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The average American downs almost 48 gallons of soft drinks a year, according to Beverage Digest, a publication that tracks industry trends. This makes soda the largest single source of calories in our diet, says the Center for Science in the Public Interest, and such sugary beverages increase our risk for diabetes and heart disease. Slowly, though, we're starting to cut back. Thirty-four percent of soda sippers in a survey by Mintel, a market research firm, say they're drinking more water and less of the carbonated stuff to stay healthy and prevent weight gain. More than half the respondents worry about the artificial sweeteners in diet soda. Although studies are inconclusive, some experts believe that diet beverages also cause people to pack on pounds, in part because the sugary taste triggers cravings for the real thing. Those findings may help explain why we now guzzle one-third less regular soda and 10 percent less diet than we used to, according to Mintel.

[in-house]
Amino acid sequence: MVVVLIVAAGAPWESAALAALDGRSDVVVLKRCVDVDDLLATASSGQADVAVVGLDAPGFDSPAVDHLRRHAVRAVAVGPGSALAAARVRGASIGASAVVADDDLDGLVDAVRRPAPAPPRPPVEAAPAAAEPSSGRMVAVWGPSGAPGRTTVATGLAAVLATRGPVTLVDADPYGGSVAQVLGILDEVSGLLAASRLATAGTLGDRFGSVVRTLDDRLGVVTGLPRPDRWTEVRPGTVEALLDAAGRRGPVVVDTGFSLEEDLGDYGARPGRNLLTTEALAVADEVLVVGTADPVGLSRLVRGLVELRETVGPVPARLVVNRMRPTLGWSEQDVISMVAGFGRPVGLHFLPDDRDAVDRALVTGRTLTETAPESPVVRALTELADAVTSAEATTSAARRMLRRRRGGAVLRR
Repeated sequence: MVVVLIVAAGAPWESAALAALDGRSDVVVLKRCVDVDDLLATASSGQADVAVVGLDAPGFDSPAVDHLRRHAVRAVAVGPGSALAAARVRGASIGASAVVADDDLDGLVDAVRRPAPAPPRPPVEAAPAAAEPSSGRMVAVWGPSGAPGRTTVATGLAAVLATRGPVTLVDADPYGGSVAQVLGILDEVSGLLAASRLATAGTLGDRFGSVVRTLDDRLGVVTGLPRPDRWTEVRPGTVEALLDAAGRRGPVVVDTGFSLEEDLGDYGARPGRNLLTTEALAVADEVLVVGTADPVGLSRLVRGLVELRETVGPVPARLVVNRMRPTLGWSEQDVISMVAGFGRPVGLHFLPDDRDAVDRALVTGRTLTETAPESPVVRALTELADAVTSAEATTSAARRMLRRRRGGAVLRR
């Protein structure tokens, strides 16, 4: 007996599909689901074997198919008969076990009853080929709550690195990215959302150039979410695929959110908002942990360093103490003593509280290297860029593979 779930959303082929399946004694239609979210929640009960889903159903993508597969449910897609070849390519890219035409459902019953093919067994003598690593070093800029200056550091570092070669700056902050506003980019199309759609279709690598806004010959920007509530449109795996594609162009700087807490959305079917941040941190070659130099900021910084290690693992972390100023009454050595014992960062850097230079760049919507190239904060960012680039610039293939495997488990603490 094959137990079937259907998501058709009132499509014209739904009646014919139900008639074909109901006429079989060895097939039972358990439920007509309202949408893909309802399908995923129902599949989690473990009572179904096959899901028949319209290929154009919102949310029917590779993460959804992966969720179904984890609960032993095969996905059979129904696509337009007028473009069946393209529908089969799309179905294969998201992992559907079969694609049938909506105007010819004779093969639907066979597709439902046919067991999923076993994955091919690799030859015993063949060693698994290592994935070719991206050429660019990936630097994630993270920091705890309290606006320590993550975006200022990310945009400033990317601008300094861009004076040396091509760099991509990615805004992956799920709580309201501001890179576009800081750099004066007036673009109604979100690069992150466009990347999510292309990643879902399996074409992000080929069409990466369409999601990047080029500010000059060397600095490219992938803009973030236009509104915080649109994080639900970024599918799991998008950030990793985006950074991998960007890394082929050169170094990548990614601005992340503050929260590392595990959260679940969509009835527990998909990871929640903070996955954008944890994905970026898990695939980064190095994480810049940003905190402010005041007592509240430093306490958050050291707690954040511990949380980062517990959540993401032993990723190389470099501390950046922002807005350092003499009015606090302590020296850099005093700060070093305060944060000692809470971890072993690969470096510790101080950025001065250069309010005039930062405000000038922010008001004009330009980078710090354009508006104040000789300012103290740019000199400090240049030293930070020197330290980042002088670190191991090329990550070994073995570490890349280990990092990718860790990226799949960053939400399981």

Sip Tip: Need your daily soda fix? Limit yourself to one or two cans a day and drink more good-for-you beverages, like low-fat milk and plain water.